An amalgam of rebellious Labour MPs and the Lib-Dems could be just that; an exciting new party which people can be optimistic about. It would unquestionably have a chance of success. The only thing currently standing in its way is the bravery of a few select individuals.
Like myself, Stephen Crabb was born and grew up in his constituency, which he won off Labour, holding the seat in subsequent elections. He knows what it is like to fight for something you want, when at times it seems hopelessly out of reach. He recognises that without understanding the concerns of voters on everyday issues in marginal seats, that once again the Conservative party could be out of power once again.
Making Britain a place that enables our young people to become the very best versions of themselves they can be isn't just about their success, it's about how we make sure we are successful as a nation. A big part of how we unite our country after the EU referendum must be an even stronger focus on opportunity. It's got to be a level playing field of opportunity for everyone - that's how we will deliver the country that Theresa May describes, one that works for everyone, not just the privileged few.
Stop flailing. Stop feeling impotent. Stop shouting into the echo chamber. I'm talking to myself of course, but I'm sure I've not been alone - hopelessly casting about, waiting someone to tell me exactly what I can do to make this better.
Explain why, Home Secretary, that when you make your constant references to police transgressions, you don't balance this by referring to the fact that the number of officers involved are but an infinitesimal speck when set against the tens of thousands of officers who have served or are serving since the 1980s?
The real immigration problem is not migration from the EU but from outside the EU, over which the UK has had complete control all along, but which has soared out of control nevertheless. How did this come about? And how can the problem be solved?
Back in the 1960s life moved at a more sedate pace. Arguing that political fortunes could change very quickly Labour Prime Minister Harold Wilson pointed out that a week is a long time in politics. Well, move over granddad: these days we move far faster. Events move on in days, hours and sometimes minutes. We have entered an era when politics is at warp speed.
The British EU Referendum Remain campaign team are in the process of digesting their strategy to work out why having Tony Blair and Gordon Brown on their side didn't appear to work.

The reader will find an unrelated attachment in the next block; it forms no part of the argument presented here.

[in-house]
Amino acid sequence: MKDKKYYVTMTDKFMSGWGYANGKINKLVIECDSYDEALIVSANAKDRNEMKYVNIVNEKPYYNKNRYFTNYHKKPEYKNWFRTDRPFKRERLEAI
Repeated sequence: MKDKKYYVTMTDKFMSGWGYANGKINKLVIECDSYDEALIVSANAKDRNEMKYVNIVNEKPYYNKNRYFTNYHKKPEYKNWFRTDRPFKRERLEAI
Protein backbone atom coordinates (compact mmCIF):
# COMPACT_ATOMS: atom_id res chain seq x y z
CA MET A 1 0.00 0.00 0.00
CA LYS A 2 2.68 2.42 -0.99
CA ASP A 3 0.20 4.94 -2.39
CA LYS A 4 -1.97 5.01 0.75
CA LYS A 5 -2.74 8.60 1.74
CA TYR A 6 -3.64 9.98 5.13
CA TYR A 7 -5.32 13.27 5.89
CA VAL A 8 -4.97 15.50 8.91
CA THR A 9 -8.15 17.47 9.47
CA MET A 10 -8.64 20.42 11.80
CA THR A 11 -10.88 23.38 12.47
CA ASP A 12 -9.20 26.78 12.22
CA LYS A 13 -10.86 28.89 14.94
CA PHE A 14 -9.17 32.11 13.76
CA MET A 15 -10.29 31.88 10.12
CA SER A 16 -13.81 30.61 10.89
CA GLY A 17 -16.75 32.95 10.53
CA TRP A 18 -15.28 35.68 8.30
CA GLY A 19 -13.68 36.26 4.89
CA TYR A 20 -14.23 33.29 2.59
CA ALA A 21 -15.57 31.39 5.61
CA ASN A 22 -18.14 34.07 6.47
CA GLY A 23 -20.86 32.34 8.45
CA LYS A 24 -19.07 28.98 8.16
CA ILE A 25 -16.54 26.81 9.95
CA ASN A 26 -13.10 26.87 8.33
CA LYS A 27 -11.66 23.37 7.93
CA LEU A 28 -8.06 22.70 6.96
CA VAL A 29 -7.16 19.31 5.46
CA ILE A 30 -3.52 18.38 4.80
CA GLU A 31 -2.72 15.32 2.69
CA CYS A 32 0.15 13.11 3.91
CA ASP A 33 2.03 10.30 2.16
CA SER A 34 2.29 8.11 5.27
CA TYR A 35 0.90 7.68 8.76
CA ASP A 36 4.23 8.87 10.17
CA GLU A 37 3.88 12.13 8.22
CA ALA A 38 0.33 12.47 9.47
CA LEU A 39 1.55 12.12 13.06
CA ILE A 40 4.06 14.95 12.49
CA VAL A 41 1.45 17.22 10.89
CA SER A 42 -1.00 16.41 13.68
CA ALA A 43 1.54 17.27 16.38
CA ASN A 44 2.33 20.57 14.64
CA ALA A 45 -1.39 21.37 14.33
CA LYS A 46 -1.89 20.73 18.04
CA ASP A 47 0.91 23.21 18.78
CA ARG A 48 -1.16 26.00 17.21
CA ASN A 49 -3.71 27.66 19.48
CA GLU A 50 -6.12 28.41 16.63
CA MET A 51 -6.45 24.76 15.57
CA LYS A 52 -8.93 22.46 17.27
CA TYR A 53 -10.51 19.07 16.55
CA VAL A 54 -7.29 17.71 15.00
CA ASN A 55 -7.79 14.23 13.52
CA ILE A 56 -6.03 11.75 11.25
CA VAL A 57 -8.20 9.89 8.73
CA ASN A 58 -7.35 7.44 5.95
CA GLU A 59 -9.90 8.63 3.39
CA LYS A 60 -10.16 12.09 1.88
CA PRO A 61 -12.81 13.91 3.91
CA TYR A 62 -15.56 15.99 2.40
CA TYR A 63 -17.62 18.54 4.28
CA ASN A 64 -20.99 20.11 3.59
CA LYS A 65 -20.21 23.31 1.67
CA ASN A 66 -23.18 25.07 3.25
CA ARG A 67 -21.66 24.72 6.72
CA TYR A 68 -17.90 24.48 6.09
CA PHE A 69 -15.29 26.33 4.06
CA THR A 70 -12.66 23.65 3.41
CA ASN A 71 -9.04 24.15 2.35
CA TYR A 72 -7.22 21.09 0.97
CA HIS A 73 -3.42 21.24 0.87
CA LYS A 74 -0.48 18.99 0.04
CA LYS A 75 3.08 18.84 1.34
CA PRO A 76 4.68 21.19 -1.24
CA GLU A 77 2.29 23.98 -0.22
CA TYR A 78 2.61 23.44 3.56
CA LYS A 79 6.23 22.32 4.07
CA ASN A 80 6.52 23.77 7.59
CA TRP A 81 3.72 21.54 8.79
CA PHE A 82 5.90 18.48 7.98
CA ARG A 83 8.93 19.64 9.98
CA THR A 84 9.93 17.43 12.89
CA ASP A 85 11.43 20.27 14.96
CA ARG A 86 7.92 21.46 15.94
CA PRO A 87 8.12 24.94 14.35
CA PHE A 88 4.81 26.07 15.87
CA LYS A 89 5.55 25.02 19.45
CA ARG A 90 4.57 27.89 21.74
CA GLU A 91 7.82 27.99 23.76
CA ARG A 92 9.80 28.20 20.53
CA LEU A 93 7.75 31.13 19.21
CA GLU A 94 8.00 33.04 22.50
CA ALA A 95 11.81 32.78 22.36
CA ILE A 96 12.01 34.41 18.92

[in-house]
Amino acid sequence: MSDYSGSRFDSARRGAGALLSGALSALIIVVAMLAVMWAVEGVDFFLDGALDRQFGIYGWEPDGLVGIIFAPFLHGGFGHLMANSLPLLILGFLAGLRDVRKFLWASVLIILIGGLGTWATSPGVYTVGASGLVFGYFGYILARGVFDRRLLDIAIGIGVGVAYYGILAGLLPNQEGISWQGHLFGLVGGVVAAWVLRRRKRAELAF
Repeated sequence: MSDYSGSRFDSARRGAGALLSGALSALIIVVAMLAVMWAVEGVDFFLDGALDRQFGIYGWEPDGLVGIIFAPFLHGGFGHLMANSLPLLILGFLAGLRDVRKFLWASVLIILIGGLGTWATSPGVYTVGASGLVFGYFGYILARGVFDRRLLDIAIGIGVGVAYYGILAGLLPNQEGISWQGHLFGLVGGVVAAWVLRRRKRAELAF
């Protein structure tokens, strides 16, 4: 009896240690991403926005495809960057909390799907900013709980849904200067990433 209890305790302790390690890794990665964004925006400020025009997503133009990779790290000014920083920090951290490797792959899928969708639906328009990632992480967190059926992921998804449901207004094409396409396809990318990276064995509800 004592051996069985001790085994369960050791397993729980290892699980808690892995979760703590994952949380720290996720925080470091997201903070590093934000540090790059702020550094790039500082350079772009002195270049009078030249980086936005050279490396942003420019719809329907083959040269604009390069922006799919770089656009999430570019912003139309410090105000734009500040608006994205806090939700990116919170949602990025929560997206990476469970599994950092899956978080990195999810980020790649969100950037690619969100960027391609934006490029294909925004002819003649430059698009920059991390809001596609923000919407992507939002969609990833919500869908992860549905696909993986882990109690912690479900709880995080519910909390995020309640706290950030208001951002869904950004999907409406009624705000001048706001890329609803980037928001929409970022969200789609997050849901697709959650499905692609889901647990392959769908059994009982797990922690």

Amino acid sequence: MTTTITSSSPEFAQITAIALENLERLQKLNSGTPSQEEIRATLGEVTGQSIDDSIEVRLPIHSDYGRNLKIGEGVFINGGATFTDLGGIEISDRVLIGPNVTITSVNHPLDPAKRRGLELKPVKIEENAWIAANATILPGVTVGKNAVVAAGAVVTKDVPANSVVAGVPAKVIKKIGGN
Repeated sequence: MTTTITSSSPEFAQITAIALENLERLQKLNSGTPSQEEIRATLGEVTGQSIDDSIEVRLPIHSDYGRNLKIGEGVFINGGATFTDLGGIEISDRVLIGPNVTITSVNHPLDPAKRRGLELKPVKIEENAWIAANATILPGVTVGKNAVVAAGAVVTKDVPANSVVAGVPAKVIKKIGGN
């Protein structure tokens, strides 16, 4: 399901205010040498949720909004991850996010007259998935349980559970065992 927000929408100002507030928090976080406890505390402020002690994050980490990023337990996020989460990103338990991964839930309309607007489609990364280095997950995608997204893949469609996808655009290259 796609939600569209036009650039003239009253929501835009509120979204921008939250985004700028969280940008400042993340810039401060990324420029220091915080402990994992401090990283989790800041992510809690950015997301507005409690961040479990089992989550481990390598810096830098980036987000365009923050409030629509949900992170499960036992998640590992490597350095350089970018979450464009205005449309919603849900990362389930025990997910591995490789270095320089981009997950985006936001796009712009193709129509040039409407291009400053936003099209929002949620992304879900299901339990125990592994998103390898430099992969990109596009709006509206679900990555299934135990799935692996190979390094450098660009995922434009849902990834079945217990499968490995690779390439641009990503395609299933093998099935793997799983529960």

Should I think about leaving ? For me the answer is no. I won't leave because this is my home and I am confident this rise in hatred can be tackled, so to all those who say 'leave if you don't like it' I'm here to stay.
Despite all the sadness and horror, I'm going to remain a member. I'm taking a leaf out of Corbyn's book and I'm going to fight from within to save the Labour Party. We only have one chance left to get our Party back and I urge as many of you left-wing moderates out there as possible to join me, become members of the Labour Party, and do the same.
The stage has been set for Boris to full on Clegg Gove, or allow Gove to Clegg himself. Gove has probably already been clegged and he's too powergasmed to know any better. While poor Govey takes the bullet for whatever shitstorm follows the U.K leaving the EU, Boris can disassociate himself from the whole Brextastrophee, only to return when we've all forgotten who was driving the car.
We should use the immediate political crisis to take the long overdue step of becoming an electoral constituency to be reckoned with. In doing so we can help Britain, in future, avoid making the same sort of mistake that Brexit will prove to be.
As a Labour member it pains me to say, that if you are disheartened about the UK exiting EU, the best thing you can do now is join the Liberal Democrats. They are the only party that alongside the Scottish National Party (SNP), offers a true coherent positive European vision and agenda
If there is one positive outcome of the United Kingdom withdrawing its membership of the European Union, I only hope it is to teach us youngsters a lesson. For the country that we desire, my generation will finally have to show up and fight.
The pain of a national EU divorce was never going to be comfortable - particularly in the short-term. Nonetheless, fed up with what people viewed as a less than accountable EU, voters were prepared to take that risk. The long break-up has thus begun. Despite my natural caution and concern about the fallout, today I actually feel overwhelmingly optimistic about Britain's future. I also know that isn't where most people right now. Not yet anyway. Many have criticised the lack of planning for this outcome, so here are some thoughts about what Britain should do now in order to prosper in the future.
It's a powerful gesture, but I'm not sure it will do much to change the minds of people who hold racist views. David Cameron has said the UK "will not tolerate intolerance". Damn right, but what are we actually going to do about it? Just say we don't like it, and leave it there? Wear our safety pins and sit back, knowing we've done our bit and made it clear we are not on board with this?